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Meet Jade Santana

Today we’d like to introduce you to Jade Santana.

Thanks for sharing your story with us Jade. So, let’s start at the beginning, and we can move on from there.
I was born and raised in Brazil and moved to LA three years ago. Acting was always something that was in my mind, but I never thought when I was young that I would actually pursue it. There was always that feeling of “Yeah, acting is great but what about real life?” and not being taken seriously when it would be brought up, so at some point I just came to terms with the fact that I wouldn’t do it. I would get into a good University, pick a major that I would give me money and live that life.

I ended up going to Architecture school for four years and hated every minute of it. After the 1st year, it was very clear to me that I was not happy and that being an architect was the last thing I wanted to be. But I was persistent because that’s what my parents wanted me to do ’cause I’d “least have a degree in something.” I would find solace in my dancing though. I was very artistic throughout my whole life.

I started taking ballet classes when I was three years old, and I cannot remember not being a ballerina. When I was 15, I got a diploma in Classical Ballet and got into the Corps De Ballet of the Academy I was part of. We would have at least two series of shows per year at the National Theatre in our city, showcases, and competitions. I was always on stage, I was always performing, I was always telling stories, and those were the moments when I felt most in touch with myself.

Two weeks before one of our shows, I got a really bad knee injury. I was able to tough it out, and it still go up, but I had to stop dancing for a while. I think that’s when it hit me how miserable I was trying to be an architect and because I couldn’t dance it out anymore that thought that I had buried a long time ago of becoming an actress started to pay me daily visits. I got to the point that I just couldn’t keep on lying to myself that I wasn’t where I wanted to be.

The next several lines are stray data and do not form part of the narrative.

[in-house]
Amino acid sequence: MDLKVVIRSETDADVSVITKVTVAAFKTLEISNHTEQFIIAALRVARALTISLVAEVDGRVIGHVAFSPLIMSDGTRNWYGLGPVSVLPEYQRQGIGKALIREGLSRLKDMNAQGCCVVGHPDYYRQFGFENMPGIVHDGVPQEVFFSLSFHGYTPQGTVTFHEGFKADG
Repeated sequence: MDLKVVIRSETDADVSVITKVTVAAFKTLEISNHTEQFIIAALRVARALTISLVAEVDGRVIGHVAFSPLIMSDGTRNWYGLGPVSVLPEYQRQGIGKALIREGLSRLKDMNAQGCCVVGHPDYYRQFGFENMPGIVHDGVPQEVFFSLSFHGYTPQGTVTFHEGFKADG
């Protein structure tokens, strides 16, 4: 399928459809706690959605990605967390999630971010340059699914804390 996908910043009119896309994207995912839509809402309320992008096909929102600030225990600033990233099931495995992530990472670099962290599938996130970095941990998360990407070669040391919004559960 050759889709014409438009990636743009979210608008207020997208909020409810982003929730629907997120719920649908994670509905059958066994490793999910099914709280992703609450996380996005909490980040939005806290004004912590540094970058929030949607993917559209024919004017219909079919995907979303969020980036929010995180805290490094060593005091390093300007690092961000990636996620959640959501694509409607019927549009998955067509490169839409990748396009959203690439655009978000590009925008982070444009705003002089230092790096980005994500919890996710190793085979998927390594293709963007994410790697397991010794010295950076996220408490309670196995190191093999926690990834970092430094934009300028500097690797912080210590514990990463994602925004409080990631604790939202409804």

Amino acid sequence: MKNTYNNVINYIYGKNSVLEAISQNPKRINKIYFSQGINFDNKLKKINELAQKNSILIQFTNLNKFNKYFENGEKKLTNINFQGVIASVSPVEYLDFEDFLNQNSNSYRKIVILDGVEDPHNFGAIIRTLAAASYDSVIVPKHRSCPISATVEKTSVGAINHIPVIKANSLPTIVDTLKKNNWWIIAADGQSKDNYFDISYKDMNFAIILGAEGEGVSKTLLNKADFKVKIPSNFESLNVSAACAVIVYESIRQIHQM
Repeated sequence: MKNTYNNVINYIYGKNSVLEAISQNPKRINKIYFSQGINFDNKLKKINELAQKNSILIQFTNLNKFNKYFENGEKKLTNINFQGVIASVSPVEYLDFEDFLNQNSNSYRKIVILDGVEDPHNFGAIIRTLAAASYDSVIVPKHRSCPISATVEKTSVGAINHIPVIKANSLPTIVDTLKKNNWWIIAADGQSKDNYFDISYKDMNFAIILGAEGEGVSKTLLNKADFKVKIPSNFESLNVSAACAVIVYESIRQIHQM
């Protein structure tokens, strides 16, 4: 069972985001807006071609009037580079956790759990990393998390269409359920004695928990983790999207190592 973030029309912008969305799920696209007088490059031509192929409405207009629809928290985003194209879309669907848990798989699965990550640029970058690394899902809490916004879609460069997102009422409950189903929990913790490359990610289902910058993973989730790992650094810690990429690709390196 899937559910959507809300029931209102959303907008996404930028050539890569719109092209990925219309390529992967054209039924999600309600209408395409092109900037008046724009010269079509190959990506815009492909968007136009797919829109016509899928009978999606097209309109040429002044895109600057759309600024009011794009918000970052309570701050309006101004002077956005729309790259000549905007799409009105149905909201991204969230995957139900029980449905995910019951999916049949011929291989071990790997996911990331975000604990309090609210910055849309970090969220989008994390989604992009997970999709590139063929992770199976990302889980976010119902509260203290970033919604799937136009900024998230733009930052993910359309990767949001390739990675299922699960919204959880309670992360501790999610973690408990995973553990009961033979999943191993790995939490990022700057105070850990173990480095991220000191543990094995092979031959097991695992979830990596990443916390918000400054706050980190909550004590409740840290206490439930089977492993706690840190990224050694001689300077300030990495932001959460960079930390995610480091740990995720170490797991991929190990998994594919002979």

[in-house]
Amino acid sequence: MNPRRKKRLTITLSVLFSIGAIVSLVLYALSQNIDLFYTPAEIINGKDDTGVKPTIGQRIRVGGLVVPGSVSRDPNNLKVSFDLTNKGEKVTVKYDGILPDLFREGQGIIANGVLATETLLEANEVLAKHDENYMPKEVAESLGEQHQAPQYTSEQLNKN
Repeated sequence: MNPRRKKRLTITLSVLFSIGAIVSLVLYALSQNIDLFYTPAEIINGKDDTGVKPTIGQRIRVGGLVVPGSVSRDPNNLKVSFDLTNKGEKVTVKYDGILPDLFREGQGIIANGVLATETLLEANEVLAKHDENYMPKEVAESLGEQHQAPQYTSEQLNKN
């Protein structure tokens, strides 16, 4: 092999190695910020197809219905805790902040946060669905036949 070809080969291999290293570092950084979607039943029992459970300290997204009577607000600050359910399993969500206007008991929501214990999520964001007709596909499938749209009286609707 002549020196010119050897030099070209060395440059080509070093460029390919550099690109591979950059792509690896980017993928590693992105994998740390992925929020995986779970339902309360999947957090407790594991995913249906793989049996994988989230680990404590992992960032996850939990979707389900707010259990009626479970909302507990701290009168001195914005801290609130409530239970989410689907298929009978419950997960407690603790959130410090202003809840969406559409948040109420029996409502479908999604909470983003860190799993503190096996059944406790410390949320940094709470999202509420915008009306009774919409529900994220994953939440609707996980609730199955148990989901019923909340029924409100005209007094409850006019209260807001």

I had to know if Acting was really a possibility for me. So I found a summer course in LA and came here for two weeks. Suddenly, I was surrounded by people that took acting so seriously, I was in a place that no one would laugh at me if I said that I wanted to act and realized I was in a city that is full of opportunities to make it happen. That plus the feeling that I was where I was meant to be made me realize that I had finally found myself. I know it sounds very cheesy, but that’s literally how it felt.

By the end of those two weeks, I auditioned without telling anyone to get into their full program to get the training I needed to start this thing. I remember that that night in my prayers I said “This is me trying to go with what feels right for me. If I’m not supposed to be doing this, if I’m going in a totally wrong direction, then don’t let me be accepted.”

Well, we all know how it turned out. When I got the acceptance letter, I sat down and finally told my parents I had auditioned. I had a very serious talk with them basically saying that I would do it no matter what, but I would much rather have them supporting me and as a part of my journey. Six months after that I was back in LA and started at The American Academy Of Dramatic Arts. I would not be able to be the artist I am today without them.